Goals, the rare beauty of football. No other sport has such a low scoring frequency as football. But isn't that exactly what makes the sport so intriguing? A small moment of carelessness can make all the difference and a whole season goes down the drain. Just ask the "Meister der Herzen" of Schalke 04 in 2001 about a guy named Patrick Andersson and how he ruined a full season by a freekick. In this article, we examine how rare goals actually are and how the average number of goals per game has developed over the years. Also, we are going to look at the most frequent results in football history.
How rare are goals in football? Using our data set of more than 800,000 games played in 206 top-tier leagues, we can quantify the average number of goals per game on a global scale. This is how the average has evolved since 1888:
The average number of goals per game fluctuated quite severely over time, especially the two spikes and following decline in post-war times. The sudden increase in goals in 1925 can be explained with a change in the offside rule. Before 1925, at least three opposing players had to be closer to the goal the moment the ball is passed forward, which was changed to two players then. This rule change boosted the number of goals from an average of almost 1.5 to 3.8. The large drop around the end of the 50's could be explained with the introduction of substitutions for injured players in 1958. Since the late 60's, the average has remained comparatively stable between 2.5 and 3 goals per game. As in the case of home-field advantage, football might have reached a sort of a global equilibrium state for the number of goals per game.
The rarity of goals becomes even more evident when we look at the results of games. The chart below shows the 20 most frequent outcomes of football matches since 1888.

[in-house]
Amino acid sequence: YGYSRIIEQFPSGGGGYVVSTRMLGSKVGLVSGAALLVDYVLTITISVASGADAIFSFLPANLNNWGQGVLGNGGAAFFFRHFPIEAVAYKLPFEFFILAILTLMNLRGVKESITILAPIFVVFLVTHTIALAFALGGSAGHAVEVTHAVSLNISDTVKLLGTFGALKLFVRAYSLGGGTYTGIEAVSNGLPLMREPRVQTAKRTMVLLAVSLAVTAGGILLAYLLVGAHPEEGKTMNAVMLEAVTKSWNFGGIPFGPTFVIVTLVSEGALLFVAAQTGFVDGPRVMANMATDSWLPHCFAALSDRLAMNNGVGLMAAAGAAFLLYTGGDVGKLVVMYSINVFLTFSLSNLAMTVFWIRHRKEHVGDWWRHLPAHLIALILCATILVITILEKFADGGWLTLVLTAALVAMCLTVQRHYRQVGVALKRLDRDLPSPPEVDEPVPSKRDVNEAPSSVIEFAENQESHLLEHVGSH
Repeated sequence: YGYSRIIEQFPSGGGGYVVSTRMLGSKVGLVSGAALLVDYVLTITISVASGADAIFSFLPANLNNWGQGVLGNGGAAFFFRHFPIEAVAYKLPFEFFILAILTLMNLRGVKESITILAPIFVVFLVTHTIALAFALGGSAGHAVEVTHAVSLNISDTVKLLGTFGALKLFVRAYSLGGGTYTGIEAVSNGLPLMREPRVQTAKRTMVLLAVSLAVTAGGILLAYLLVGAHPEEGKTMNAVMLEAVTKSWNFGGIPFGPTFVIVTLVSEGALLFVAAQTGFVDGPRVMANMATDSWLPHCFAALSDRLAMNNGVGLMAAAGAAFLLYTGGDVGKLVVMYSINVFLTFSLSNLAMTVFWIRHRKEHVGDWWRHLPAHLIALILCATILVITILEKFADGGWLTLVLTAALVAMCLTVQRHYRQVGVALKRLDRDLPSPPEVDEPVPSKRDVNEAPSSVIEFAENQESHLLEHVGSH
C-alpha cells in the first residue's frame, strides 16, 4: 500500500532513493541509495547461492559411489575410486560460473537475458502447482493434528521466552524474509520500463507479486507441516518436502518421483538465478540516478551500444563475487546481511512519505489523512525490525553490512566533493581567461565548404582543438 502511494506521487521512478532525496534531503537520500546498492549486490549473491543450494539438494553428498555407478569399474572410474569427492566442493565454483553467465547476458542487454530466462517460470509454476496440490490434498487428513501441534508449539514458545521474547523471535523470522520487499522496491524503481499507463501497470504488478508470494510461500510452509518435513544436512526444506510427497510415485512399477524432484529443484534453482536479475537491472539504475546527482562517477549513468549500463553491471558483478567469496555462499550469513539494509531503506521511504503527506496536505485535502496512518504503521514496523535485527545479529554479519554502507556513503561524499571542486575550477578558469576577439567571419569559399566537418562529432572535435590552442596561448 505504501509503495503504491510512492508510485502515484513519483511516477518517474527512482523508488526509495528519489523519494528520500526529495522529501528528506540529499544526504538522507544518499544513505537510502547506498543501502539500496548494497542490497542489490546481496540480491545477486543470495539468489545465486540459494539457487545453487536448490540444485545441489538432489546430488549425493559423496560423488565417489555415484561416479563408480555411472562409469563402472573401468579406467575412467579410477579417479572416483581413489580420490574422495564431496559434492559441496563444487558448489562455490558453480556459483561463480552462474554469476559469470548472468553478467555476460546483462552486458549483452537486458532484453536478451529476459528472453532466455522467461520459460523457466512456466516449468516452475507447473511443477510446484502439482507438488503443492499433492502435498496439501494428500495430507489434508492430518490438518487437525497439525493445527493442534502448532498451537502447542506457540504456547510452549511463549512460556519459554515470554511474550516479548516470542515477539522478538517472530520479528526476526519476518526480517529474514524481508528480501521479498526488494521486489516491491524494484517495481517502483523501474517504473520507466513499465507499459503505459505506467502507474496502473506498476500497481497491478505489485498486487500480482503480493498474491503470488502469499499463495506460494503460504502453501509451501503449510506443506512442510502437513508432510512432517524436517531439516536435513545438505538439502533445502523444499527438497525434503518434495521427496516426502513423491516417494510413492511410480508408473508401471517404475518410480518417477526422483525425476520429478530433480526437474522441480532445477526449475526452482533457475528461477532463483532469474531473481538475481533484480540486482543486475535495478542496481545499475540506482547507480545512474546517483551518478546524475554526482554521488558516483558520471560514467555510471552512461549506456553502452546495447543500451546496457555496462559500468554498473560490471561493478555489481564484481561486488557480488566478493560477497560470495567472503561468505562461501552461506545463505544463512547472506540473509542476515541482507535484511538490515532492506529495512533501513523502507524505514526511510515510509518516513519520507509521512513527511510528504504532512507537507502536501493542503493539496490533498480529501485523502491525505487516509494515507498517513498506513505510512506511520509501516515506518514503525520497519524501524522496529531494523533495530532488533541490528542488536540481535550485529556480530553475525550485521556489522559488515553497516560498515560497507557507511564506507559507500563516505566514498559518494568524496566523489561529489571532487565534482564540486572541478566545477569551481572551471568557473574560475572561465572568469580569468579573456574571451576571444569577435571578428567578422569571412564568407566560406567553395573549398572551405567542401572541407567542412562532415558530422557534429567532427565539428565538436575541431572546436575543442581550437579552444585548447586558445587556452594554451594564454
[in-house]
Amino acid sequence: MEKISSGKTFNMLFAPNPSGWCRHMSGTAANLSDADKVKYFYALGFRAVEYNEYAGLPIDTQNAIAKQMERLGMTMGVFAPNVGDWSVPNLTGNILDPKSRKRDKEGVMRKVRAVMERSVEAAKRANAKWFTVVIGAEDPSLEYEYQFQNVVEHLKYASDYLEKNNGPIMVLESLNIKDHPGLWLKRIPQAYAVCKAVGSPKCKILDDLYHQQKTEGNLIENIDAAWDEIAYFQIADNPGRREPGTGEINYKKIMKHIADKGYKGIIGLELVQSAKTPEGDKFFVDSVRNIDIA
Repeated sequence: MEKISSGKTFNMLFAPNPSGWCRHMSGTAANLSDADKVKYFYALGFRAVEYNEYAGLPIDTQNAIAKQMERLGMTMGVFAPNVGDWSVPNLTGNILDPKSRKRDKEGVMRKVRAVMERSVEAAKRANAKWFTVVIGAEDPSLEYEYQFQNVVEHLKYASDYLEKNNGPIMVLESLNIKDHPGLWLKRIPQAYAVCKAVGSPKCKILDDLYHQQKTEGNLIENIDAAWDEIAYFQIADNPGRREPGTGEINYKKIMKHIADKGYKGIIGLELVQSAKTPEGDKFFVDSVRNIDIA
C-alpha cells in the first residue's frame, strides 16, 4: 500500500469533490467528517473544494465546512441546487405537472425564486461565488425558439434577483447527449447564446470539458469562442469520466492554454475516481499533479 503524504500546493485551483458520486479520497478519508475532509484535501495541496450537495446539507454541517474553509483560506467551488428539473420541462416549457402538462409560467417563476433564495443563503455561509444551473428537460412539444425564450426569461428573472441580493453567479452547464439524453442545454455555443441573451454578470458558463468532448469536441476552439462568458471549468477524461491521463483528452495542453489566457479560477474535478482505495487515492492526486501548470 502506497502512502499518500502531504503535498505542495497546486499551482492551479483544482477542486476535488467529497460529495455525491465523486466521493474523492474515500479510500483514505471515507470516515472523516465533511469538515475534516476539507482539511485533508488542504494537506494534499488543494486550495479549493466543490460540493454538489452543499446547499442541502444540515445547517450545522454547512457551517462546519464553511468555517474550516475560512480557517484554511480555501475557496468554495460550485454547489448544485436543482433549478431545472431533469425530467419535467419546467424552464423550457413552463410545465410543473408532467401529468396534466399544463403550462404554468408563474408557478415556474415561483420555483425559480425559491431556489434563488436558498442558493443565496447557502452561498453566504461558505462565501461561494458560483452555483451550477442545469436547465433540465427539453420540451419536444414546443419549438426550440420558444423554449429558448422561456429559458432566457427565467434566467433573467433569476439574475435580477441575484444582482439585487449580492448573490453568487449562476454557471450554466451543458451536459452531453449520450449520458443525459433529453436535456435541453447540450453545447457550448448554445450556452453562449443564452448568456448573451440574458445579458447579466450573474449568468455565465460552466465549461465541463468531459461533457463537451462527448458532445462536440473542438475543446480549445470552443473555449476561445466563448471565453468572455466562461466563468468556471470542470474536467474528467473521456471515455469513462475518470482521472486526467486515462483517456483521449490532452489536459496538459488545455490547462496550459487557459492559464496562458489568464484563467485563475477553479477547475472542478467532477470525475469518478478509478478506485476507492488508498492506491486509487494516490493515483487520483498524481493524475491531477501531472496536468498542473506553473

1:0 is the most frequent result occurring 93516 times. A very close second with 93443 occurrences is 1:1. The utterly boring 0:0 comes in third with 72272 occurrences. Only the eighth most frequent result has more than three goals in total. The complete share of all results shows the prevalence of low scoring even better:
50% of all games have seen two or less goals. In again 50% of all games either the home or the away team did not score at all. Many goals in a match on the other hand are a real rarity. Only a mere 0.3% of all games have seen more than ten goals. Does this mean that football is a dull sports? Well, people who oppose it certainly would argue this way, but the sheer fact that a single goal can make all the difference is what makes the game so fascinating. Or as Chris Anderson and David Sally put it in their book "The Numbers Game": "The goal is football. Its rarity is magic."
How do the average number of goals change if we go from a global to continental level? The below chart reveals that there are actually some significant differences in scoring between continents:
While Asia, (North/South) America and Europe comfortably fall into the 2.5-3 goals per game area, Africa and Oceania deviate remarkably from the "equilibrium zone". From the 10 countries with the lowest average goals per game, 9 are from the continent of Africa. The lowest average can be found in Senegal with 1.63 followed by 1.70 in Gambia. Oceania's enormous average of 4 goals per game is mostly driven by Guam with an astonishing average of 6.69 goals per game. Double digit results are absolutely no rarity there. Almost 20% of all games end with more than 10 goals in total. Just look at the following results:
|Doosan FC||Rovers FC||1:24||2015/02/21|
|No Ka Oi||Guam Shipyard||0:24||2006/05/06|
|Espada FC||Doosan FC||23:0||2012/10/16|
|Rovers FC||Paradise Sidekicks||21:0||2016/02/06|
How can we explain the extreme averages in Africa and Oceania? The high average in Oceania might be due to tremendous performance differences among teams. Every season features one or two clubs that just do not meet the league standards. They are merely cannon fodder for the better teams. Doosan FC is one of those clubs, averaging almost 9 goals against per game.
But what makes Africa such a low scoring continent? This is a question, I do not have an answer for, although one could speculate about many things, like the style of African football or cultural idiosyncrasies. It is certainly no secret that African football is lacking behind the standards of European football, but if a lack of professionalism equates to low scoring is certainly up to debate.
If you are interested in the specific values for countries, check out the chart below. It shows all average goals per game for 206 countries. The gray area marks the supposed "equilibrium state" of 2.5-3 goals per game. Click on the chart to view a high resolution version. More details can also be found in our stats centre.